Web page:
It was my birthday last week (side note: all of your birthday cards, and the cheques they contained, appear to have gotten lost in the post). To celebrate, my wife and I decided to stay in Swanage, one of my favourite places in the world, and have a nice relaxing time away from everything for a while.
For me, it wouldn’t be an enjoyable break if I weren’t taking photos. Fortunately I was prepared for this, and brought all my gear, including my tripod and variable ND filter.
We arrived late on Wednesday evening, too late even to eat – but we woke the next morning (my actual birthday) to a brilliant cooked breakfast (including black pudding, which all true cooked breakfasts contain) and went out for a walk into the town.
It wasn’t particularly cold, but it was windy, grey and overcast, so there wasn’t much light about and the sea was a bit choppy. Above all it was quiet, so I didn’t feel too self-conscious in setting up my tripod and taking some long exposures.
A few of the exposures I put through Silver Efex Pro 2 to make them a dramatic monochrome.
I also grabbed a closeup of the rocks at the side of the slipway, which when framed out of their context just look like an outcrop in a foggy swamp.
Looking back at these shots, it’s literally only just occurred to me I had a lot more leeway to close up the aperture for even longer exposures. I’m not sure why I didn’t think of that at the time but it apparently occurred to me not long after as the rest of my shots are at a tighter aperture.
I walked a bit further along the promenade and took some shots of the same slipway from the reverse angle.
I followed this up by photographing the quayside along the other direction.
The sun then started to peek out from behind the clouds, so I returned to my original spot to shoot into the sun and get a bit of colour in the shot (especially in the rusty railings).
With the sun out we headed to the pier (my wife happily finding spots to sit down and read whilst I was taking photographs). Before that, as we started our stroll along the pier, I took a HDR shot back towards the town.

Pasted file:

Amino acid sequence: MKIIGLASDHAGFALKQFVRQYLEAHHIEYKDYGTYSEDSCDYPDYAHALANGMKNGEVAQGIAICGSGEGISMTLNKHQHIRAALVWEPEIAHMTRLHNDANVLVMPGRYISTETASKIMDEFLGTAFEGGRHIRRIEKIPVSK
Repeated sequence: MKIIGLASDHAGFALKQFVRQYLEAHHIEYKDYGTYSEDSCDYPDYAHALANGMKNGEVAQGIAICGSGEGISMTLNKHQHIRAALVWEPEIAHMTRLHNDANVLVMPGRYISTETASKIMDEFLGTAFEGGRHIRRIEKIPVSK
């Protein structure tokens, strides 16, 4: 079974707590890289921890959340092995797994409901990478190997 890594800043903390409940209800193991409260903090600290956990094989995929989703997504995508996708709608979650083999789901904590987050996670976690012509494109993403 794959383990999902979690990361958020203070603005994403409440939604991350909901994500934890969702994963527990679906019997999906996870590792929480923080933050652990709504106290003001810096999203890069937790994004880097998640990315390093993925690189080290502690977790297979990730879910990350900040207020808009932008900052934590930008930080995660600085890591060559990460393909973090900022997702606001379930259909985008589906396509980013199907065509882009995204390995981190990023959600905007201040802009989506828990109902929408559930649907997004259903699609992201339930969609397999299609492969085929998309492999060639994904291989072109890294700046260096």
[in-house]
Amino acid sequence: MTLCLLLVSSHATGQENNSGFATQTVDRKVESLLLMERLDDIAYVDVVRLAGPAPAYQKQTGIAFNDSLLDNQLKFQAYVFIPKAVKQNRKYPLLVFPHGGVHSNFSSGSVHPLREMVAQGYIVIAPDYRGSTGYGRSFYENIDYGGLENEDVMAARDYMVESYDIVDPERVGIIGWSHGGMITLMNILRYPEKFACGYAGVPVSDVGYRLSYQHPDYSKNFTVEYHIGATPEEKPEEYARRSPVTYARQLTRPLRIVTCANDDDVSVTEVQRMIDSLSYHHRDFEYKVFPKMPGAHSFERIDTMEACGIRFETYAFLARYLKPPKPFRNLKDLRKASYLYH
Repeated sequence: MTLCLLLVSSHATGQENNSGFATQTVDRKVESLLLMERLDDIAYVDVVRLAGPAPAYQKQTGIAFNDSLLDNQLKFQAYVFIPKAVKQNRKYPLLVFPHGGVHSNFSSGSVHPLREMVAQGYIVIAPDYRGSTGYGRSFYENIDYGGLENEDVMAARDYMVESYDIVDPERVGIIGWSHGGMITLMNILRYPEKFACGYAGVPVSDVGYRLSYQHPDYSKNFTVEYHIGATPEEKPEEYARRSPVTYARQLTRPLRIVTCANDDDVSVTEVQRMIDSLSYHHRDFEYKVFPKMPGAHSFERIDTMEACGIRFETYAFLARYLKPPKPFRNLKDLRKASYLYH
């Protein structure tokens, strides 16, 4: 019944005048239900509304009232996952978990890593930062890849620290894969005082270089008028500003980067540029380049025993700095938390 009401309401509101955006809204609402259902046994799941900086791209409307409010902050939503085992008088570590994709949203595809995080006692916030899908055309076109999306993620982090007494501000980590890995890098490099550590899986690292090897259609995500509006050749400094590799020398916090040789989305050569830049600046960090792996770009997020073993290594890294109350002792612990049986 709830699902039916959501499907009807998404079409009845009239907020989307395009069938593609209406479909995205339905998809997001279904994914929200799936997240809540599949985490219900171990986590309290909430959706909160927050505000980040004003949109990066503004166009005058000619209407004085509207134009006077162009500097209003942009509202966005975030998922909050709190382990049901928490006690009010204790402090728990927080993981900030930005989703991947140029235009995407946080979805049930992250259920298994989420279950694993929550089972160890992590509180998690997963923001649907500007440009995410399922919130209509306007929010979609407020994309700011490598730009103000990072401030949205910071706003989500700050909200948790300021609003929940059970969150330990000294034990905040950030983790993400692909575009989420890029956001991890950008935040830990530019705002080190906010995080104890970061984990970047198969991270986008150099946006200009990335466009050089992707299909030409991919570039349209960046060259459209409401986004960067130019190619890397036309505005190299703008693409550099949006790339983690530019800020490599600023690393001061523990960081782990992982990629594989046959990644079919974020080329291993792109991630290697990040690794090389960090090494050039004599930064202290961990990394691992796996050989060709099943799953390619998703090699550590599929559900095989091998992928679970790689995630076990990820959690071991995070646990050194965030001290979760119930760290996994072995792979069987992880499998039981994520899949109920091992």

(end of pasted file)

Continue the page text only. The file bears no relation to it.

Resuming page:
And also a shot of my colourful wife.
Partway along the pier you can see the remnants of the old pier, which fell into disrepair earlier in the last century. The sun had mostly returned to behind the clouds at this point, but there was enough of it around to give a bit of colour to the water.
I’m sure these have been photographed many times over the years but the shot I had in mind when I was shooting here was this great shot I found on Flickr a while ago. I wasn’t expecting to get anywhere near that sort of image – my ND filter is cheap and the light wasn’t as good, but I wanted to capture what I could regardless.
Whilst I was playing about with this shot, Holly pointed out a sight further along the pier, so I quickly left my tripod where it was, unscrewed my filter, and grabbed this shot.
And then I went back to the old pier.
The latter image is my favourite, it’s the sharpest of the photos I got, the colour looks nice and I got a decent length of exposure too.
I also tried a slightly different perspective on the ruins of the pier, ignoring the larger two sections and focussing more on the individual poles.
We finished our walk along the pier and headed on to Peveril Point, the first place I’d tried out my ND filter. This time there was hints of sun peeking out from the clouds, so I once again used some HDR to bring out the details.
This also worked pretty well in harsh monochrome.
I also tried some bracketed shots which showed a bit more of the foreground.
Meanwhile nearby some canoeists braved the water.
When the clouds came in, they were thick enough to rob the sun of most of its power, allowing me to get this moody, night-like exposure.
And similarly, this HDR bracket.
I also tried something I’ve not done very much at all in the past – a multi-shot panorama with my DSLR. Stitched together in Photoshop, it didn’t come out too badly.
We climbed up to the clifftop for me to get some more traditional shots of the rocks at the Point.
Also atop the cliff is a signpost, showing the coastal path routes both back towards Swanage and along Durlston Bay to Durlston Castle (which is one of my favourite walks in the world).
I soon broke out my variable ND again.
As you can see I pushed it a bit far for this shot, using the filter beyond its max setting, which allowed me a 75 second exposure but has darkened the top left and bottom right corners. For this particular shot it’s not so noticeable – unless you compare it to this next shot, which is at a more normal setting for the filter.
A lot of photographs taken, we strolled back to the hotel at a leisurely pace, where we sat in the bar and relaxed for a bit by a fire where I edited some of these photos on my laptop, before going for a very nice three course dinner.
The next morning was quite a bit more breezy, and with that the sea was a lot choppier. We checked out of the hotel then headed into town, where I got a few shots of the sea’s fury.
There was just enough time for a catalogue shot of my wife’s hat before we decided to make tracks home.
All told it was a great couple of days and I honestly can’t think of a better way to celebrate my thirtieth birthday.
Random Images from Dorset and Devon